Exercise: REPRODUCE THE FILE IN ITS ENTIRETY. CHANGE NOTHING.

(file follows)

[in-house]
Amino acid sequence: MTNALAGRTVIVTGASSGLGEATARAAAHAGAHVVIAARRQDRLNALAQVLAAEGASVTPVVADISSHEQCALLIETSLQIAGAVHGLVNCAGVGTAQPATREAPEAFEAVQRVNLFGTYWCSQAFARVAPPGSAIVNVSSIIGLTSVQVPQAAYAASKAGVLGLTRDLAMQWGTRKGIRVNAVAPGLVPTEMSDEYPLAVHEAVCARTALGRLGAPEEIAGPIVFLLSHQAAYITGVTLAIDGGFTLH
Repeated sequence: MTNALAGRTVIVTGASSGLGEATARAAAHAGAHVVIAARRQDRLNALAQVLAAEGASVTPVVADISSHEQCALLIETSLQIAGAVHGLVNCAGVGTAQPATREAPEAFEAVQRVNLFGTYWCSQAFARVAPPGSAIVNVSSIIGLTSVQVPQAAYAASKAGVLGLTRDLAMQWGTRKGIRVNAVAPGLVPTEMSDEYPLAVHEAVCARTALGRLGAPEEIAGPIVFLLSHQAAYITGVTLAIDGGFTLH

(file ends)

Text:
[in-house]
Amino acid sequence: MTNALAGRTVIVTGASSGLGEATARAAAHAGAHVVIAARRQDRLNALAQVLAAEGASVTPVVADISSHEQCALLIETSLQIAGAVHGLVNCAGVGTAQPATREAPEAFEAVQRVNLFGTYWCSQAFARVAPPGSAIVNVSSIIGLTSVQVPQAAYAASKAGVLGLTRDLAMQWGTRKGIRVNAVAPGLVPTEMSDEYPLAVHEAVCARTALGRLGAPEEIAGPIVFLLSHQAAYITGVTLAIDGGFTLH
Repeated sequence: MTNALAGRTVIVTGASSGLGEATARAAAHAGAHVVIAARRQDRLNALAQVLAAEGASVTPVVADISSHEQCALLIETSLQIAGAVHGLVNCAGVGTAQPATREAPEAFEAVQRVNLFGTYWCSQAFARVAPPGSAIVNVSSIIGLTSVQVPQAAYAASKAGVLGLTRDLAMQWGTRKGIRVNAVAPGLVPTEMSDEYPLAVHEAVCARTALGRLGAPEEIAGPIVFLLSHQAAYITGVTLAIDGGFTLH